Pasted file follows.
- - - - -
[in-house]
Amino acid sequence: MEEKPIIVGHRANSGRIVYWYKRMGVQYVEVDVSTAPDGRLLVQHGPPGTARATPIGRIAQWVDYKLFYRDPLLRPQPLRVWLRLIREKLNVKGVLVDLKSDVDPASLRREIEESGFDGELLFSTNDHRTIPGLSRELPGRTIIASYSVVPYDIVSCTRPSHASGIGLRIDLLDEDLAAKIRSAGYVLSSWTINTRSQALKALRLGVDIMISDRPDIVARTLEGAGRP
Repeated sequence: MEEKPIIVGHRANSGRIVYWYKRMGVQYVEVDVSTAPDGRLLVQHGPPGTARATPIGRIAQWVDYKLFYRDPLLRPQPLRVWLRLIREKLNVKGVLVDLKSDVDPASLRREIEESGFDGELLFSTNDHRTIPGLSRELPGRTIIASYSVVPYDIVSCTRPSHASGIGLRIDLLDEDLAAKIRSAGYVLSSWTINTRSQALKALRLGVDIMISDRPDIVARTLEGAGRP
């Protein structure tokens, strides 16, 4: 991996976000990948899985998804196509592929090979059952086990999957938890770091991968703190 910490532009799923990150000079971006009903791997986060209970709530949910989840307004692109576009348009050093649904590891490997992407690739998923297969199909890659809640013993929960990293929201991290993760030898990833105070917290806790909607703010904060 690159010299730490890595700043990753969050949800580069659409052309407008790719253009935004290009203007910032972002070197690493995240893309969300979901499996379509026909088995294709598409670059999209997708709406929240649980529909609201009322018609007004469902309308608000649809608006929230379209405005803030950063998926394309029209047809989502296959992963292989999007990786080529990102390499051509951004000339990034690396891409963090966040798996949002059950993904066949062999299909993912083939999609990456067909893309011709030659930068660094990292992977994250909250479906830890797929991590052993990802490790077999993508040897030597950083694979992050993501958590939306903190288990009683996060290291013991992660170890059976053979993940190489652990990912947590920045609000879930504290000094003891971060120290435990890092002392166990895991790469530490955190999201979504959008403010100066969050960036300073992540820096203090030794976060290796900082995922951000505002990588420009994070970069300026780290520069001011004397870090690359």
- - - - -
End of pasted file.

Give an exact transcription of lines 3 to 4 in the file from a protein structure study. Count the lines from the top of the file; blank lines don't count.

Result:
Repeated sequence: MEEKPIIVGHRANSGRIVYWYKRMGVQYVEVDVSTAPDGRLLVQHGPPGTARATPIGRIAQWVDYKLFYRDPLLRPQPLRVWLRLIREKLNVKGVLVDLKSDVDPASLRREIEESGFDGELLFSTNDHRTIPGLSRELPGRTIIASYSVVPYDIVSCTRPSHASGIGLRIDLLDEDLAAKIRSAGYVLSSWTINTRSQALKALRLGVDIMISDRPDIVARTLEGAGRP
């Protein structure tokens, strides 16, 4: 991996976000990948899985998804196509592929090979059952086990999957938890770091991968703190 910490532009799923990150000079971006009903791997986060209970709530949910989840307004692109576009348009050093649904590891490997992407690739998923297969199909890659809640013993929960990293929201991290993760030898990833105070917290806790909607703010904060 690159010299730490890595700043990753969050949800580069659409052309407008790719253009935004290009203007910032972002070197690493995240893309969300979901499996379509026909088995294709598409670059999209997708709406929240649980529909609201009322018609007004469902309308608000649809608006929230379209405005803030950063998926394309029209047809989502296959992963292989999007990786080529990102390499051509951004000339990034690396891409963090966040798996949002059950993904066949062999299909993912083939999609990456067909893309011709030659930068660094990292992977994250909250479906830890797929991590052993990802490790077999993508040897030597950083694979992050993501958590939306903190288990009683996060290291013991992660170890059976053979993940190489652990990912947590920045609000879930504290000094003891971060120290435990890092002392166990895991790469530490955190999201979504959008403010100066969050960036300073992540820096203090030794976060290796900082995922951000505002990588420009994070970069300026780290520069001011004397870090690359």